At the definition level there's no qualitative difference between a project to fix a kitchen door and a huge project to build an airplane. In both cases you have to define a successful outcome and then approach this outcome doing Next Actions. The difference is quantitative: 5 Next Actions / one person versus 5 million Next Actions / 20,000 people. In both cases you can use subprojects but for a ktichen door problem it is rather unnecassary.
     
  13. Gardener

    Gardener Registered

    Joined:
    Sep 11, 2008
    Messages:
    795
    Likes Received:
    120
    Trophy Points:
    43
    Ah, this is producing thoughts for me, thoughts that amble far, far way from the initial topic, though they may circle back.

    For me (and presumably not for you, and I think it depends heavily on the work), I'm also talking about a definition. I tend to think of the smaller projects as, yes, projects, to a degree that I DON'T see the larger encompassing project. And I think that the difference in definition does affect the implementation.

    I hadn't consciously realized this before, but I prefer that my parallel projects/subprojects be efforts that are worth doing even if the overall project doesn't get done. I like them to be neatly bounded chunks of completed work.

    For example, in my sample gardening project/subproject thing, preparing Row 12 for the roses is worth doing even if I don't get the roses this autumn. It's worth doing even if I don't end up wanting roses there at all--it's a chunk of prepared ground that I could use for many purposes. For various reasons, I want all of Row 12 (a 6 foot by 60 foot strip) to be doing the same thing. But I might change my mind as to what I want that thing to be.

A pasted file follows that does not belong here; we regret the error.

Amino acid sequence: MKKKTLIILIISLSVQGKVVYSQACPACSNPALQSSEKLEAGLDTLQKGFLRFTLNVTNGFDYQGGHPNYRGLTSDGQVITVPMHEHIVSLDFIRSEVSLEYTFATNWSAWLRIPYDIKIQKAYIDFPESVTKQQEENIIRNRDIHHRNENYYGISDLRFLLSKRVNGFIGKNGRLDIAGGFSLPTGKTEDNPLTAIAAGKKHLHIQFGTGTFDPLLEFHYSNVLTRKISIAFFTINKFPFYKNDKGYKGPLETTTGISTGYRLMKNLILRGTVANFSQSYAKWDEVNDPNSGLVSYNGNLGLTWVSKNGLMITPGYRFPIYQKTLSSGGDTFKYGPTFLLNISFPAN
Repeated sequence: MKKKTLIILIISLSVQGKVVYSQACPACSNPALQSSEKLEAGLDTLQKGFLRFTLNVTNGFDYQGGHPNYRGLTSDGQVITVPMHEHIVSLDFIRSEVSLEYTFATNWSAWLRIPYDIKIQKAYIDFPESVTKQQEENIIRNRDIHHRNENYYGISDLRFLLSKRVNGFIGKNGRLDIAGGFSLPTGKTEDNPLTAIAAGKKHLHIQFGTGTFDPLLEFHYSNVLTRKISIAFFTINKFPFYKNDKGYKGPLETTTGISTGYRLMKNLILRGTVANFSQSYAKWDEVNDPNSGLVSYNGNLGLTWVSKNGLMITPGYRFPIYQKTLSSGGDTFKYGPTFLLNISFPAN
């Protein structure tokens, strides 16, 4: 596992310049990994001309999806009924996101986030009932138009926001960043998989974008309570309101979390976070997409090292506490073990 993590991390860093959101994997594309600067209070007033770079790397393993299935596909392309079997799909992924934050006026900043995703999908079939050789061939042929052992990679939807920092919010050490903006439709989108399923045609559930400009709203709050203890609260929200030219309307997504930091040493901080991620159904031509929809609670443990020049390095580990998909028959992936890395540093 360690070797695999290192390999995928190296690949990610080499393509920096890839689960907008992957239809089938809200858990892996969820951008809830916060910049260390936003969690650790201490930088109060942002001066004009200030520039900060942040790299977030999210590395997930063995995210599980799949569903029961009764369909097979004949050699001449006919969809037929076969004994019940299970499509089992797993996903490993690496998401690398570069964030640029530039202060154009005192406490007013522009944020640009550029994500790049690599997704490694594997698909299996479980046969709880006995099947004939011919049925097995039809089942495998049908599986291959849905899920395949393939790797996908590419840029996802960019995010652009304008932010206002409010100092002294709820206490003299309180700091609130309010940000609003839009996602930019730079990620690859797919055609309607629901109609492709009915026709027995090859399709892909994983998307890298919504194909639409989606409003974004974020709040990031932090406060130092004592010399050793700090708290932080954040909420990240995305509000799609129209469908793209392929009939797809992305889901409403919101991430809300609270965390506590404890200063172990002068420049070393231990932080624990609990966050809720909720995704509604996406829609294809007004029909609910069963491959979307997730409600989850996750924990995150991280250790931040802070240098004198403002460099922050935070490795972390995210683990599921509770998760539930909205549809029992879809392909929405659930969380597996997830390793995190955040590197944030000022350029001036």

So that adds another concept--the idea of making decisions at the "last responsible moment". I'm going to throw the definition in here, for my own reference:

    “A strategy of not making a premature decision but instead delaying commitment and keeping important and irreversible decisions open until the cost of not making a decision becomes greater than the cost of making a decision"

    https://effectivesoftwaredesign.com...before-and-after-the-last-responsible-moment/

    I could have organized the work differently--I could have had a mini-project of "prep and plant rose bed 12A" and "prep and plant rose bed 12B" all the way to rose bed 12J. But if I organized the work that way, I would be making decisions well before the last responsible moment. And if I did change my mind, that early work would not be useful.